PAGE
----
1. Clarify what you want from your tribe.
Do you want a professional clan, new personal buddies who share a hobby or interest, or help starting your endeavor? What’s the passion, interest or experience that will be the common denominator among you?
2. Identify qualities and values you hope to share.
Do you want Openness? Ingenuity? “Let’s go” energy? Compassion? Do you want people with whom you can speak directly? Or are you happy with a less personal connection on-line?
3. Find a few organizations and check them out for feel as well as focus.
When you find one that rings for you, look for opportunities to contribute and “do something” – be part of a planning team, a committee, a conference organizer. Rubbing shoulders is a great way to forge a personal connection.
4. Reach out to people who are doing interesting things in your field or interest.
Respond to their posts. Mention them in your writing. Talk about their work. Follow their news. Read what they’re reading. Learn more about them. And when it feels right, reach out through email – and set up a call.
5. Look for the newcomers and interesting outliers.
Sometimes it’s folks like you and me who aren’t super established who will most appreciate the support of tribal membership.They may be more receptive to a personal connection than folks who already have jillions of followers.
6. Give. Give. Give.
Give to other potential tribe folks wherever you can, through acknowledgments, responses to posts, reviews on-line, suggestions, and free information. Giving carries a magnetic energy. Giving builds connection.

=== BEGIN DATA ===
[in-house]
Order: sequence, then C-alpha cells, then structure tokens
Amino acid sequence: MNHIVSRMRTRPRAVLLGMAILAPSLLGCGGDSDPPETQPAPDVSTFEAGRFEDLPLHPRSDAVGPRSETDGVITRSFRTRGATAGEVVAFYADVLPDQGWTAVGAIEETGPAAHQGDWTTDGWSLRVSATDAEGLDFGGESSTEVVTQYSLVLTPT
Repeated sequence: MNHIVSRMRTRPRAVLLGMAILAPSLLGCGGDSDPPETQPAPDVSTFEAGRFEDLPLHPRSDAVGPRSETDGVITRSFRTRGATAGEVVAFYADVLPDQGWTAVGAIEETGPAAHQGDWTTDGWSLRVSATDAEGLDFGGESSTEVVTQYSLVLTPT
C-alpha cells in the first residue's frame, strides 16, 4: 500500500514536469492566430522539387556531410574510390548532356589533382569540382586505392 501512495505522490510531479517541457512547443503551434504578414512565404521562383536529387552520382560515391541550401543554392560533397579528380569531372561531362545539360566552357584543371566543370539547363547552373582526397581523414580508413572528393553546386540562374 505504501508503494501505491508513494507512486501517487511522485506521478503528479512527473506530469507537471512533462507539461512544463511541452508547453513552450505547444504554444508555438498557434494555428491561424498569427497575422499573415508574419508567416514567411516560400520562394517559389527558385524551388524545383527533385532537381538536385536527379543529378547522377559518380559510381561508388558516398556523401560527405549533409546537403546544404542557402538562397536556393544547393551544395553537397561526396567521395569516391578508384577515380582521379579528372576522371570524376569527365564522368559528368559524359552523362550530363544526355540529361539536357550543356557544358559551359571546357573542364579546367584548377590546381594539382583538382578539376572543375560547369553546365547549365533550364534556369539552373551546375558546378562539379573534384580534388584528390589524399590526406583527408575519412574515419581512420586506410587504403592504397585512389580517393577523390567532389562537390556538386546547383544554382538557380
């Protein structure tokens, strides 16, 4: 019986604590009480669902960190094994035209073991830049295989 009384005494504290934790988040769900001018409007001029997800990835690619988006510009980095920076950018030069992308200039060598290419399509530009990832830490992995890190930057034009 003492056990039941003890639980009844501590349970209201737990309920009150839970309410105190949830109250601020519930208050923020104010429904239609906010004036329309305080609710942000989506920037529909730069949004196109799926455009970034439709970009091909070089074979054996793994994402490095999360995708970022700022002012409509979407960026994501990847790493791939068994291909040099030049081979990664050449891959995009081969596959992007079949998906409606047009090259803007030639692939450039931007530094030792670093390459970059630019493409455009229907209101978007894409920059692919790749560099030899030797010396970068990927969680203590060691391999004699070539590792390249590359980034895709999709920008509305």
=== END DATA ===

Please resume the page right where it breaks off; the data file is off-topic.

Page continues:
7. Look for events that bring together whole-hearted social innovators and folks who share your interests.
If you can’t find ones that reflect your passion, host an event. Put an announcement out. You can schedule a forum – or announce a Meet-up where like-minded souls can come together for coffee and conversation.
8. Put out a call.
You can find interested others by sharing your interest (and call to tribe) through an article, a blog post, or multiple comments on a group site.
9. Take a risk and share personally.
If being willing to share personally is a must-have criterion for tribe mates, model the way and start sharing your open heartedness, your seeking, and your vulnerabilities (no whining, of course!). If they can’t deal with it – move on!
10. Be grateful and express it.
Say “yes, and” wherever possible to what folks offer to you.
11. Enjoy playing with your tribe!
These are real people, not numbers. If you’re having a blast connecting, people soon will be begging to join you!
12. Give it time.
I figure on my island I have to connect with someone at least three times before we are more than just names to each other. Keep weaving connections across time.
Here’s a recipe I used recently to brew a new connection with someone who shares my interest in applying improvisational theatre to work:
a) Respond to a thoughtful comment or post.
b) Check out the author’s presence on-line; follow-up with him/her to connect on-line. Begin an email conversation.
c) If the response is interesting and you share common passions, have a phone or Skype chat. Share your ideas and hear his or hers.
d) Respond to suggestions. Follow-up and show how you benefitted from those great ideas.
e) Make sure you’re connected over different social media platform.
f) If you’re blogging, send your interesting blog posts – ask to share his or hers. Write for each others.
g) Sprinkle in an occasional “just thinking of you” email, just to check in.
h) For a delicious last touch – meet personally – on a visit to their town or at a conference.
The result: A connection in a distant city becomes a new tribe member!